Monday, October 29, 2007

Blair, Anthony, the memoirs

One of the strange things about the world of human beings is our - it's formal name is hypocrisy, but that makes it sound like a rather unusual sin; it's our ability to argue righteously from principle as it suits us; and then to argue the absolute opposite, equally righteously, from different principle, when that one-eighty degree slew suits us in turn.
We all do it, or all of us who are complex enough to be normal. We listen to our nearest and dearest in tacit disbelief as they say exactly the opposite to one person that, under symmetrical but reversed circumstances, they have asserted to another. The only person we don't hear doing it is ourselves, or if we do, if we catch the slight grating of principle on contradictory principle, we are very apt with the lubricant of buts, of the circumstances being quite different - often by which circumstances we mean the personalities involved, or the degree of our self interest or, most importantly, the immediate focus of our emotions, feelings, our beliefs.
This translates into the political sphere. It allows Gordon Brown - it is only worth castigating politicians we have some hope for, however residual, however vain - to write fulsomely about Aung San Suu Kyi in his book on courage, while actively avoiding a single gesture towards the Burmese military dictatorship that might upset the true lords of New Labour, the North American Government, and "top businessmen". And it allows us all to believe opposing things that the simplest logic demonstrates to be mutually exclusive or contradictory.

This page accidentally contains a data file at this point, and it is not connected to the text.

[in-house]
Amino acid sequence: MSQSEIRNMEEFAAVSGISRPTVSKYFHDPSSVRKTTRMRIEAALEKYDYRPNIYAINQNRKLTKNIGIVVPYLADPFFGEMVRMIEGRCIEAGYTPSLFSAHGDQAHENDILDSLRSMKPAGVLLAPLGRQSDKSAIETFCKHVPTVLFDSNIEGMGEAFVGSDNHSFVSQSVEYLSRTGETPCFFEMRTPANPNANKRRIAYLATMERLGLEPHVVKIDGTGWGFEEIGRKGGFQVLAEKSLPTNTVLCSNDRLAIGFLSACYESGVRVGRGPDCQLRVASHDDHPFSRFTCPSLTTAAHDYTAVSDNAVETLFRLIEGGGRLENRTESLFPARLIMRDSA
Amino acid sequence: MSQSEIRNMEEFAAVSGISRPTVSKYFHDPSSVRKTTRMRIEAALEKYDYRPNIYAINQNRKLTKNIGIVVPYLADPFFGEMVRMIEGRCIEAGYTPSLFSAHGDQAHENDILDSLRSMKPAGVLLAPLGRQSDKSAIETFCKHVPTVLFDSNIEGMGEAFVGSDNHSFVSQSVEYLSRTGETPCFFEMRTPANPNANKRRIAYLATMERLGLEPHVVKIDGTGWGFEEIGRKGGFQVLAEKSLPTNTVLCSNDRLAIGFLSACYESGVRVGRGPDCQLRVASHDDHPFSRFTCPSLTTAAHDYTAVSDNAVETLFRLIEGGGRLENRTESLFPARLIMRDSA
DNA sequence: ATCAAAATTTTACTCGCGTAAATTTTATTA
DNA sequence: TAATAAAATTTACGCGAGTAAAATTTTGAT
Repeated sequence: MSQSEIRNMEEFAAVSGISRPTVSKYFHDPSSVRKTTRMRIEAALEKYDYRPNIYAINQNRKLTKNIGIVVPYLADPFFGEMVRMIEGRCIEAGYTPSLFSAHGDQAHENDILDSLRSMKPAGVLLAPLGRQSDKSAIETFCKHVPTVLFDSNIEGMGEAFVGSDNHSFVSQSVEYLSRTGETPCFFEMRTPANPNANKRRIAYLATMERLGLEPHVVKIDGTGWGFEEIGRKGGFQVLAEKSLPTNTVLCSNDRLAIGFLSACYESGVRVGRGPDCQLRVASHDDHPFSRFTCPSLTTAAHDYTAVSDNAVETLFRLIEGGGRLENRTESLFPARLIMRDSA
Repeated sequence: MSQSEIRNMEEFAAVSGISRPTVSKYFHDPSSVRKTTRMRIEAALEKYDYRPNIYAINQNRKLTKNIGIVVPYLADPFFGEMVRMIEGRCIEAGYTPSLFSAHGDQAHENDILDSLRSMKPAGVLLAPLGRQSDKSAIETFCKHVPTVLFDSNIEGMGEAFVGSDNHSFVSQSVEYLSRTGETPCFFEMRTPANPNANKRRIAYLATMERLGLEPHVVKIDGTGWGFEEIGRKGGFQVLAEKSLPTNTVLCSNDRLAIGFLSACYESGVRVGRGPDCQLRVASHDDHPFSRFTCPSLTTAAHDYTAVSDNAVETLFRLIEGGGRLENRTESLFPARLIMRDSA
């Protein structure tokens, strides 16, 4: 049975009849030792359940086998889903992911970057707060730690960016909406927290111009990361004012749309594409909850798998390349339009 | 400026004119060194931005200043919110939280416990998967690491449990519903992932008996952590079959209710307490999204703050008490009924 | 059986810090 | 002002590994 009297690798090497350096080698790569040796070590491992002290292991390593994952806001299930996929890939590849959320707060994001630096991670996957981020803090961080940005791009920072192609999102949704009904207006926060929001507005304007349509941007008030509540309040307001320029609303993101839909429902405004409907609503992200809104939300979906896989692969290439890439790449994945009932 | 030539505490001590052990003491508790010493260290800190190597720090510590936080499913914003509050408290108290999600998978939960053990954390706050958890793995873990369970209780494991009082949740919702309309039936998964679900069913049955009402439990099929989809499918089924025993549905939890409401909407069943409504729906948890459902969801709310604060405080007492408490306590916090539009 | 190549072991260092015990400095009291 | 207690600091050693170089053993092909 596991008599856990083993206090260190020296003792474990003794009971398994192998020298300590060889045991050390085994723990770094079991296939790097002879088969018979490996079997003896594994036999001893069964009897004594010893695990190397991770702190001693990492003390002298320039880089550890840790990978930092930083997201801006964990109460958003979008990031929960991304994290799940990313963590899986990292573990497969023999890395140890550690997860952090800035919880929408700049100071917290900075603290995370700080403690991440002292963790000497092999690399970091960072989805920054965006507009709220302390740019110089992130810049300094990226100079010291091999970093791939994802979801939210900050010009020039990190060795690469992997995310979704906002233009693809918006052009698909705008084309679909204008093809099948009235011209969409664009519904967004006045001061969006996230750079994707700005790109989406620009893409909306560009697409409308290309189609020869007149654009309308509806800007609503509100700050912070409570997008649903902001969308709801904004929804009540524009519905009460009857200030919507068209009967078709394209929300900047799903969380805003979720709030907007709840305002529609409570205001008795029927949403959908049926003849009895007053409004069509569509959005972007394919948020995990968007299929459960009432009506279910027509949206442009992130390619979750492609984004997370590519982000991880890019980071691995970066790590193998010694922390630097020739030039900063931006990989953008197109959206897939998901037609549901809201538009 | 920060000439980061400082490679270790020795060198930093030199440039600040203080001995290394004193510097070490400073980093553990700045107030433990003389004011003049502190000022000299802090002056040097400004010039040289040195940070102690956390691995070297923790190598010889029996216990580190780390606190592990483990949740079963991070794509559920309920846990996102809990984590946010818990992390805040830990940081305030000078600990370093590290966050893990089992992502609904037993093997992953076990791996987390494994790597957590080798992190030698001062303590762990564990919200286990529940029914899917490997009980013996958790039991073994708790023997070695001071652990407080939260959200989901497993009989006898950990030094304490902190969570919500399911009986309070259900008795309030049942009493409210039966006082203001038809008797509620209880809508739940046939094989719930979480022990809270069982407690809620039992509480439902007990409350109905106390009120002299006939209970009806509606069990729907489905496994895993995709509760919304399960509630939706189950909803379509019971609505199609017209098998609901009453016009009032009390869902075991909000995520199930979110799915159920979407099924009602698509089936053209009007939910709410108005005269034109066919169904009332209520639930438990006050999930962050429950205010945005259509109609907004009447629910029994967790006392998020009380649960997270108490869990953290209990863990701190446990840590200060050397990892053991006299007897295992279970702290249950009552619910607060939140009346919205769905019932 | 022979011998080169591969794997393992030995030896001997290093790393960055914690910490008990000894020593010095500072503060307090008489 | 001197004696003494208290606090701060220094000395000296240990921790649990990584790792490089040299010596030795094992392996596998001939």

So, Blair, Anthony, his memoirs. One of the central principles of crime and punishment, as expounded by Blair, Anthony, himself, forcefully and on numerous occasions, is that the criminal should not gain from his crimes; not even by writing books about them. The money instead should go to the victims or if, as in this case, many of the victims should be dead in their thousands and tens of thousands, the loot should go to the bereaved and the suffering, malnourished, maimed, humiliated and robbed who survive.
But of course in all justice, by all sense of what is right and proper, of what is owing to the virtuous and is the just deserts of the evil-doers, the proposal that a British Prime Minister is also a criminal is an obscene and preposterous suggestion. No leader on our side is ever guilty of their enormities. The worst one can say of them is that they did a thing in which they devoutly believed. More saint really than sinner.

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